Kimball approach (by Ralph Kimball)
Inmon approach (by Bill Inmon)
One commonly accepted outlook on data warehouse design is Ralph Kimball’s perception whereby it is a bottom-up process. The information is collected in data marts (or star schemas), each tied up to a specific business context yet unified under common business dimensions, that together constitute the data warehouse.
According to Kimball, information can be integrated into the data warehouse gradually through conformed data dimensions. New data marts are introduced with the addition of fact tables as the central element of a star schema as well as with the attachment of new dimensions to the present conformed data dimensions.
Let’s take a look at the arguments for and against preferring Kimball’s approach to creating a data warehouse.
- A purpose-built and logically grouped set of data marts.
- Gradually compiled for a business use case, containing all data.
- Made up of denormalized data.
- Designed for a specific business domain, thus comprehensible for non-IT users.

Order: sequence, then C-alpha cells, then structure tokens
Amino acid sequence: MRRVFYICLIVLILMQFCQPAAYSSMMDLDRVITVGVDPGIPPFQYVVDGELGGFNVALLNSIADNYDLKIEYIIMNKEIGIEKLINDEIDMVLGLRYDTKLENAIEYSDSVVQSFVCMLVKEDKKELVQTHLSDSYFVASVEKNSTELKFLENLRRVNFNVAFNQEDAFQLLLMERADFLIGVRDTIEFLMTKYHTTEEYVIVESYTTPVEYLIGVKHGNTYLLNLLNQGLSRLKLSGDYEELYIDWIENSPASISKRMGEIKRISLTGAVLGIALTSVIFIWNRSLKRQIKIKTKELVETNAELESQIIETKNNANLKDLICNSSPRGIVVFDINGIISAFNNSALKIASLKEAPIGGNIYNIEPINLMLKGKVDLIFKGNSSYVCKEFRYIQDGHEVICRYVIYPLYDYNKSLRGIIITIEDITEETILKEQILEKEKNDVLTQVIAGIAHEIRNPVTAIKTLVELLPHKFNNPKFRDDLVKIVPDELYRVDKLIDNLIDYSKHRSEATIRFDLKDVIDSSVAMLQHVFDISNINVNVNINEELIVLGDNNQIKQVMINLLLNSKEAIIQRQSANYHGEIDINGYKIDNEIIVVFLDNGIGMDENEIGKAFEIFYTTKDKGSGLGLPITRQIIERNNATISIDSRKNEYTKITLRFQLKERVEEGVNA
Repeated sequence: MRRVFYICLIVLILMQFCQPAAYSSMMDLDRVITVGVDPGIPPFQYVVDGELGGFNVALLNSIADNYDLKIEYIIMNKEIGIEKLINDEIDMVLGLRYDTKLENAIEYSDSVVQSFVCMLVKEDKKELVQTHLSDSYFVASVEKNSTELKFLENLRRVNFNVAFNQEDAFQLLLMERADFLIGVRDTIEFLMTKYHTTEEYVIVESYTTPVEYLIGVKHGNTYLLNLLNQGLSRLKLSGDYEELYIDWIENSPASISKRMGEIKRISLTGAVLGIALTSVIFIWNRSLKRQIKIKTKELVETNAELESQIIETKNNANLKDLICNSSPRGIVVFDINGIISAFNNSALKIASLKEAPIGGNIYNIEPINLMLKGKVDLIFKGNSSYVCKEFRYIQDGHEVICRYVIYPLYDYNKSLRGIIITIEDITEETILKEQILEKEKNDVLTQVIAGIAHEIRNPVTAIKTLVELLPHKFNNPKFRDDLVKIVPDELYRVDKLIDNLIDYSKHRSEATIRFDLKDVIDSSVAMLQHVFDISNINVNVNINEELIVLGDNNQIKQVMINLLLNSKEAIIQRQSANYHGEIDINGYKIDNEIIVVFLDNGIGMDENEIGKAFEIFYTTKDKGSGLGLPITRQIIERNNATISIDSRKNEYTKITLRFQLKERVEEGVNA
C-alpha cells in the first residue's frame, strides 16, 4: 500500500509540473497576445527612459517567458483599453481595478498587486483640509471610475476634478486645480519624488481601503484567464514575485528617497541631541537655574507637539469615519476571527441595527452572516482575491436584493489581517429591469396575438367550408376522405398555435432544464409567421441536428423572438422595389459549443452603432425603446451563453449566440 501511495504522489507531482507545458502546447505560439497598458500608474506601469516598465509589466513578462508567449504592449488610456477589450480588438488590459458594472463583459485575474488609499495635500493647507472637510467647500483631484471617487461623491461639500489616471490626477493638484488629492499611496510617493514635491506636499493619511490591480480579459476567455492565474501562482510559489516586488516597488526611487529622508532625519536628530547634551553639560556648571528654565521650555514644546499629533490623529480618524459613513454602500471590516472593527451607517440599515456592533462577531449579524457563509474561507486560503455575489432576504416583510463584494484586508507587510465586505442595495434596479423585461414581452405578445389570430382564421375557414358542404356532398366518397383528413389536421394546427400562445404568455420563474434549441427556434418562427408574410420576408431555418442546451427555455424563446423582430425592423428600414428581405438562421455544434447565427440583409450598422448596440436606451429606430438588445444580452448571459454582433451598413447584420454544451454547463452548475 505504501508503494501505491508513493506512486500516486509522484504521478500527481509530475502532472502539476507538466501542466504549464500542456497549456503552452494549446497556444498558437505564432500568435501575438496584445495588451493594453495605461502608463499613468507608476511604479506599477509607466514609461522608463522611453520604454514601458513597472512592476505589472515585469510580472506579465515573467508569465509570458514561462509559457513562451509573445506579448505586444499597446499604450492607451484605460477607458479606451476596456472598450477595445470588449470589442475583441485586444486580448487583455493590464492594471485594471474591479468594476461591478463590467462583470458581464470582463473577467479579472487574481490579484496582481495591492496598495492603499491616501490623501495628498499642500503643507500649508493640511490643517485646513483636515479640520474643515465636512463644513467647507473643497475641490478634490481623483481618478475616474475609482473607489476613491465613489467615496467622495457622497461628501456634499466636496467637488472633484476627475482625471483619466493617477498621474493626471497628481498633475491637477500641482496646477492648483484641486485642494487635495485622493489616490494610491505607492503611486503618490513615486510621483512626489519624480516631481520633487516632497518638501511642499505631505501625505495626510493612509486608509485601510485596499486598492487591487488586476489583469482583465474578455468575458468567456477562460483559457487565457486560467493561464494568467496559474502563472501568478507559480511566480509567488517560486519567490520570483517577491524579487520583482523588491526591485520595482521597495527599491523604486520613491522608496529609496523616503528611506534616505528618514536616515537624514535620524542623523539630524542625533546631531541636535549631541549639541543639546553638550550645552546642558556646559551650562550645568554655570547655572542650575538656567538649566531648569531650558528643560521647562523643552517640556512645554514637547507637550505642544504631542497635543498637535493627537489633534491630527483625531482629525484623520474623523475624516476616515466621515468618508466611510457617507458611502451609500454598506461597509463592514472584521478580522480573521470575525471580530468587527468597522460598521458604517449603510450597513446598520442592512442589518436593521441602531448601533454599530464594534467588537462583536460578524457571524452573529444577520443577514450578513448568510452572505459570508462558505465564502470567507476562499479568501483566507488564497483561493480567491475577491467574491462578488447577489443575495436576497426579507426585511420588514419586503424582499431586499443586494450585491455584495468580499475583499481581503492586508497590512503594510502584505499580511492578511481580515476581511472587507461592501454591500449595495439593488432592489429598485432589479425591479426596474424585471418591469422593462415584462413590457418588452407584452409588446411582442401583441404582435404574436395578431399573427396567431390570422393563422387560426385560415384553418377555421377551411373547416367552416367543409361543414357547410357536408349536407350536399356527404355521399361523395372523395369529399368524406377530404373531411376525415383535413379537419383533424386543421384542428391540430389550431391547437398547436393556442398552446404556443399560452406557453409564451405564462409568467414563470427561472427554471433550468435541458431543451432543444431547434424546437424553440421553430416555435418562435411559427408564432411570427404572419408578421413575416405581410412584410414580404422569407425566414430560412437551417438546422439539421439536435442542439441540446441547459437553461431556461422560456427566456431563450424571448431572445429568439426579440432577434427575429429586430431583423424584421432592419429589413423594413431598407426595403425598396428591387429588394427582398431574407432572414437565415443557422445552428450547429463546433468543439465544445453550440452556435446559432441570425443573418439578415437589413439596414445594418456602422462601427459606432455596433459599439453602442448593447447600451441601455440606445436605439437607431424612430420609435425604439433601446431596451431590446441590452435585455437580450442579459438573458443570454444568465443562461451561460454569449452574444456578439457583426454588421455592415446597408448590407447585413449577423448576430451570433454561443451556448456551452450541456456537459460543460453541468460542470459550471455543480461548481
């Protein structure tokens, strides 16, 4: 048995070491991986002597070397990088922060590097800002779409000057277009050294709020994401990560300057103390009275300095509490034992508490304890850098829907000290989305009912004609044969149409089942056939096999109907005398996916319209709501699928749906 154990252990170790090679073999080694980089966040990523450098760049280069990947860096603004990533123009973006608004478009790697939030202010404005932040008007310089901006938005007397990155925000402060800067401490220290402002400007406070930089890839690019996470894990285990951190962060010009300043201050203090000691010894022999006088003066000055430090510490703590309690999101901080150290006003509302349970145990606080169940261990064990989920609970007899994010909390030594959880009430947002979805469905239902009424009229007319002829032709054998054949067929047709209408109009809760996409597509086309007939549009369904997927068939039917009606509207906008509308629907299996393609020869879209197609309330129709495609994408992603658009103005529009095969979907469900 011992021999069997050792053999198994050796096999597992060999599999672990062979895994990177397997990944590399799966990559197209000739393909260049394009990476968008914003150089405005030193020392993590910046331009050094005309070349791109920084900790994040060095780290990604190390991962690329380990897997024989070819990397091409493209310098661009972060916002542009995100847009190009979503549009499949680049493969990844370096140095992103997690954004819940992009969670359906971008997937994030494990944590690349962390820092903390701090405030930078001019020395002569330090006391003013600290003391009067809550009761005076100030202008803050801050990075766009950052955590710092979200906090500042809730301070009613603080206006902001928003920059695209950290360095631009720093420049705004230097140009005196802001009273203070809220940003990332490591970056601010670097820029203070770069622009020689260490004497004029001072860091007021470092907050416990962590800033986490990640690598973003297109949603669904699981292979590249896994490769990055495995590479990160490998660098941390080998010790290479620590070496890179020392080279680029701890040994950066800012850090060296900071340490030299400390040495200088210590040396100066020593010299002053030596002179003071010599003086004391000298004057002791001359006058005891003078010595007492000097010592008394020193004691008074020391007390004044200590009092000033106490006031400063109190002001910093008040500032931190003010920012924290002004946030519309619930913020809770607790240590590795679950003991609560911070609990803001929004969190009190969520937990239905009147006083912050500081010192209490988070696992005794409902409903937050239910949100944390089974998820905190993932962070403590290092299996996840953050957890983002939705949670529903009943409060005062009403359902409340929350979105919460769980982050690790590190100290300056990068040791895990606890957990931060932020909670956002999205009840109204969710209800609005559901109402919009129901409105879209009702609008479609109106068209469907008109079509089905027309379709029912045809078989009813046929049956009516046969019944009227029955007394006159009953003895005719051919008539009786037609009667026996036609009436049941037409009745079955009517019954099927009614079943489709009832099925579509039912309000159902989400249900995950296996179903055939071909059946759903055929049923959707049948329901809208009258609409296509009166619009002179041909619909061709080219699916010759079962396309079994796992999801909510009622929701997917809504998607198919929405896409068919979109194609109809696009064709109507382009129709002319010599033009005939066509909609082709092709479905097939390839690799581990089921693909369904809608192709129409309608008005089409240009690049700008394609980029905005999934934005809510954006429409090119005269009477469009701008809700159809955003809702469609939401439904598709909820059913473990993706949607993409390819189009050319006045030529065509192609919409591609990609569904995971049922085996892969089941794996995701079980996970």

- Suitable for MPP Relational Database Management Systems (RDBMS).
- Appropriate for data lake implementations.
- A properly synchronized integration layer is virtually impossible to achieve due to the data duplication and data sync issues, alongside EDW being case-driven.
- Changes that lessen the impact on customers are delayed because of tight coupling with them.
- The tables’ large amounts of data need labor-intensive and time-consuming extract, transform, and load (ETL) operations.
In contrast with Kimball’s approach, Bill Inmon regards a top-down approach as optimal for EDW design. Having a normalized data model as his aim, he advocates producing a unified data model in accordance with the business context for all the upcoming information items to be translated into it.